"The goal is to become the unique, awesome, never to be repeated human being that we were called to be." -Patricia Deegan

Tuesday, October 23, 2012

Simple Answers Wanted: Apply Within

Running is so complicated!
Is polenta high GI or low GI?

Do I drink exactly at my sweat rate per hour during an ultra? Or do I drink exactly "to thirst"?

Do I always eat 4 calories per kg of body weight during a race?

Are Hokas the shoes that will prevent running injuries? Or is it Inov-8s?

The longer I'm in this running gig, the more I'm learning that simple answers are rarely useful ones. But the desire of the black-and-white mindset! After all, many of us would say life is busy and complicated enough. If someone could give me the formula.... "Eat 140 cals/hr of Perpetuem, drink 524 ml/hr of water and wear x-talon 212s. Tape your left pinky toe with Rocktape, use an UltrAspire pack, drink 117 ml of Coke at the 57 km mark. Wear Compressport calf guards and yell "Yeee haw" at the start line. Then you'll win."

And never have nausea. And never be injured. And always want to run, every day, even the long, hard sessions, even after a really crap long day at work when it's 40 degrees and you have no one to run with.

On my Sunday run, I noticed my hands were swelling up a bit. This happens occasionally. When I race, I take off my rings, just in case. I was trying to remember...was that due to dehydration, overhydration, low electrolytes, too many electrolytes, a full moon??

Sunday's luscious but hot 4hr hill run - summer's coming!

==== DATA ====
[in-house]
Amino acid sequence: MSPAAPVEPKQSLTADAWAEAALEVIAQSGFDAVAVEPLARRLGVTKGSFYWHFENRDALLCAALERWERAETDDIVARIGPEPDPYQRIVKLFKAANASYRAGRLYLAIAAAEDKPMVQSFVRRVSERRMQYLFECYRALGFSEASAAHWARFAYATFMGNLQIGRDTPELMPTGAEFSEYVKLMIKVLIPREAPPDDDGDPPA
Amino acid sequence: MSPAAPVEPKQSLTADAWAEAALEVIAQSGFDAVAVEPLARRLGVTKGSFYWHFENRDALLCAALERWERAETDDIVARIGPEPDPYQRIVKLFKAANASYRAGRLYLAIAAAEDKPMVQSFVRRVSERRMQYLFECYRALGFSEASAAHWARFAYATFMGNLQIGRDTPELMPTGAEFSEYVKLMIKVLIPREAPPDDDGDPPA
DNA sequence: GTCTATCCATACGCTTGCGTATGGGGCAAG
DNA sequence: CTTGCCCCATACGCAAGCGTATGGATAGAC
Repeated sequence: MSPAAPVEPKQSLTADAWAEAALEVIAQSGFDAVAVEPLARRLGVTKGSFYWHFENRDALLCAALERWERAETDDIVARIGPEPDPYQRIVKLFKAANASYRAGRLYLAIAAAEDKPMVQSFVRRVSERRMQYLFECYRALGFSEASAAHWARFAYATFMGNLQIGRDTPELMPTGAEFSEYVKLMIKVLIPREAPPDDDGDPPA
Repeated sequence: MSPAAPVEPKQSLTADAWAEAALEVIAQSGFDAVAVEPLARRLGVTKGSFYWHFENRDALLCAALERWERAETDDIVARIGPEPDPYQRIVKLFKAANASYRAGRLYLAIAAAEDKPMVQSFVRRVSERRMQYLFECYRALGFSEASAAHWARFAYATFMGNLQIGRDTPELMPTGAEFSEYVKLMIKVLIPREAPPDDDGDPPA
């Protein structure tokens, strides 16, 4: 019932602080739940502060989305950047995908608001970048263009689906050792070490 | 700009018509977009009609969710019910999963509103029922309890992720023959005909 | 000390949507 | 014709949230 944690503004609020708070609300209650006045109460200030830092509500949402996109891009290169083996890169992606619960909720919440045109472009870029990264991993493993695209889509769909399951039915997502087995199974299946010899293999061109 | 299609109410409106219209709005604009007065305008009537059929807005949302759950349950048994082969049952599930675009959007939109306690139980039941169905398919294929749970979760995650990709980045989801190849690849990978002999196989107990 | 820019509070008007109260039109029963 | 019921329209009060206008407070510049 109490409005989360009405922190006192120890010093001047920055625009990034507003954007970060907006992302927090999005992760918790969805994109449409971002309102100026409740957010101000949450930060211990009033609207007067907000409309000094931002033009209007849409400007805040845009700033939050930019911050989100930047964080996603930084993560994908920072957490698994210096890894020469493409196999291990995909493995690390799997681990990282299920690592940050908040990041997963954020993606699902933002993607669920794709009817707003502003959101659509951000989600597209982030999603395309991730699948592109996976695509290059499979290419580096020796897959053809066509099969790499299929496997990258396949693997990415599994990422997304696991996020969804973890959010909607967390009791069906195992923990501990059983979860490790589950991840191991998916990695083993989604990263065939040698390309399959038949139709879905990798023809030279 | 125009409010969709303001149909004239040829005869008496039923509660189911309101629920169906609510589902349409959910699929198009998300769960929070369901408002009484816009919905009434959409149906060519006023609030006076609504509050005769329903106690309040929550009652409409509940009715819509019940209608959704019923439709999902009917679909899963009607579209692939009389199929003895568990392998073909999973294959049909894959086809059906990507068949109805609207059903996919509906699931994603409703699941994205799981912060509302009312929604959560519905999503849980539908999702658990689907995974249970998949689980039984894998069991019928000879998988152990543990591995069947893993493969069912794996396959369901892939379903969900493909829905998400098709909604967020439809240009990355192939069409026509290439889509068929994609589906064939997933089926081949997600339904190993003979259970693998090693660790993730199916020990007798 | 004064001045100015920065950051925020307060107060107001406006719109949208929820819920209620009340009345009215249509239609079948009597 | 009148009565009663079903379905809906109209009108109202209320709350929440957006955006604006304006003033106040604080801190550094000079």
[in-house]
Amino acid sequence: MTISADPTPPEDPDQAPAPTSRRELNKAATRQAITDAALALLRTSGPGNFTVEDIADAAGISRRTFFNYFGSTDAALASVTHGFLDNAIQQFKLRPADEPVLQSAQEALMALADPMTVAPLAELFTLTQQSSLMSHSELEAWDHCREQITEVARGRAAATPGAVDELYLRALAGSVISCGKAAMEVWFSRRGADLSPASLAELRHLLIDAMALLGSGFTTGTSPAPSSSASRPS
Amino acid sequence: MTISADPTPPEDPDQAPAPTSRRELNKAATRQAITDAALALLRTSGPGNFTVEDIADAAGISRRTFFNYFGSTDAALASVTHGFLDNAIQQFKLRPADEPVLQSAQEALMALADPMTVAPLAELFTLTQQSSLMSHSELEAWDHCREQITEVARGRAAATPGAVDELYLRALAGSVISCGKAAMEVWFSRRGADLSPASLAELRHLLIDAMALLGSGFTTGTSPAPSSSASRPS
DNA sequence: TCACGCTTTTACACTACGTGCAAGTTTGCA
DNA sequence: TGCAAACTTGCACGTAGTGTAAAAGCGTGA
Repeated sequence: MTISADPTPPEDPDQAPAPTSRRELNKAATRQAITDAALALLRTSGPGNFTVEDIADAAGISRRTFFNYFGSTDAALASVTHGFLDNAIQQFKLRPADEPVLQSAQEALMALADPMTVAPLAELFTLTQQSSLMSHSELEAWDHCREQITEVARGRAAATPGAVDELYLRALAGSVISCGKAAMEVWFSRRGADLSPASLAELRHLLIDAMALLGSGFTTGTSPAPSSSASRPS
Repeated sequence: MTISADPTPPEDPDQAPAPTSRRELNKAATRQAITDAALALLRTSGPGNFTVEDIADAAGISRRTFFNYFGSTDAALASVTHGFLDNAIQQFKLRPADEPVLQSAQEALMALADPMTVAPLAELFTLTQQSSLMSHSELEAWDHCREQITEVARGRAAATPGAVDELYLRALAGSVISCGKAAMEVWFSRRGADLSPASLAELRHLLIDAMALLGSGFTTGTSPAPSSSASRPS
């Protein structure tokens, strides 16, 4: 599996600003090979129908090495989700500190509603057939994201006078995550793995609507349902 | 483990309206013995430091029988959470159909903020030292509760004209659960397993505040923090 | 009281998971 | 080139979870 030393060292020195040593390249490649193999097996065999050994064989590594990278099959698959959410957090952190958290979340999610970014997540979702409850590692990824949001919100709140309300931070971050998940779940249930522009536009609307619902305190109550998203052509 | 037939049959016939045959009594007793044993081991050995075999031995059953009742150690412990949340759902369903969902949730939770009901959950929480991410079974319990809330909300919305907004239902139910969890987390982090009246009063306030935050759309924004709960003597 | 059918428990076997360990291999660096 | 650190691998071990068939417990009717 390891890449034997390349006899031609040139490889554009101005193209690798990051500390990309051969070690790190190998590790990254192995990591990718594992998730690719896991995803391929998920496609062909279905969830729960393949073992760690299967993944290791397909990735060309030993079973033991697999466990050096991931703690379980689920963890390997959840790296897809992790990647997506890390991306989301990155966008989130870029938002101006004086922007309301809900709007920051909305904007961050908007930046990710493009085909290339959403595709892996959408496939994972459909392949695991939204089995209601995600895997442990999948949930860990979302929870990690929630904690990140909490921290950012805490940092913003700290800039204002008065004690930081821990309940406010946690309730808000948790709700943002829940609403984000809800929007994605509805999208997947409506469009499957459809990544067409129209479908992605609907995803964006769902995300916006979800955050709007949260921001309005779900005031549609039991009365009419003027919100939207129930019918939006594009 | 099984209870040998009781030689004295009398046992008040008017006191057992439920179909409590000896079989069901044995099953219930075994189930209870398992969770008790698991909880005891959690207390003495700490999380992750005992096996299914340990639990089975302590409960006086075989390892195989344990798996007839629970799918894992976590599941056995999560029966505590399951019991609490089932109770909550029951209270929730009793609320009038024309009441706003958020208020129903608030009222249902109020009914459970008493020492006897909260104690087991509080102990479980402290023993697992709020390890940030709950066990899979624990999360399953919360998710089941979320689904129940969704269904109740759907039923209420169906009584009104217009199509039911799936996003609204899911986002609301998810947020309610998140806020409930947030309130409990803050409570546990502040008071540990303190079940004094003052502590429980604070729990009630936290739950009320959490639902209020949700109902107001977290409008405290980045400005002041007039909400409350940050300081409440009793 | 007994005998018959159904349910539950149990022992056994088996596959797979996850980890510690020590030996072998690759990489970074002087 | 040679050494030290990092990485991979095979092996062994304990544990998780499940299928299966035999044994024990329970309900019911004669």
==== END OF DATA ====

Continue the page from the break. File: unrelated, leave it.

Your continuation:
Researching it to refresh my memory, I learned this: swollen hands are a reliable indicator of NOTHING.

However, two years ago, I took it as a reliable indicator of something. I just can't remember what. It would have been the first thing I googled.

Now, as a more discerning googler, I can find evidence arguing that swollen hands is caused by dehydration, overhydration, heat, and increased blood flow to the extremities. If I searched long enough, I'd probably also find it is caused by a full moon.

Having only reached page 29 of Tim Noakes' 400+ page "Waterlogged," I realise already that I started the book wanting to find "the answer" to hydration. He is, thus far, very verbosely setting the stage for his main argument - that runners should be drinking to thirst alone. They should not drink a prescribed amount or drink "before" they are thirsty, in order to ward off the dreaded monster of Dehydration.

I wonder how heavy the can is?
Though his initial arguments are sound to me, I am already thinking that the supposed answer in this book... Drink to Thirst... is too simple. I agree with the opening arguments - humans are incredibly well adapted biologically/physiologically to survive. Bipedalism is smart. By standing up, we expose 60% less surface area to the sun than 4-legged creatures.We don't have much hair (which would help protect against the sun's radiation), but that's more than offset by the fact that we have more sweat glands than any other mammal. We have biological controls like the hormone AVP/ADH that act to keep our sodium and fluid balances just right. Chemicals are released that tell the kidneys to retain or expel water. The brain will protect itself from death by slowing us down if we try to cook it by running ourselves into heatstroke. In fact, if we don't slow down enough, it will basically give us temporary paralysis to shut us down. Very smart brain, wants to survive.

So far, I'll give him two points:

(1) Humans are biologically adapted to survive. We have a physiology and hormones that promote our ability to cool ourselves during exercise and to maintain a balance of water and electrolytes to survive during endurance exercise (That said, we're also bloody inefficient, in that 75% of the energy produced by our muscles when we run is wasted as heat, not propulsion - we're like incandescent light bulbs!).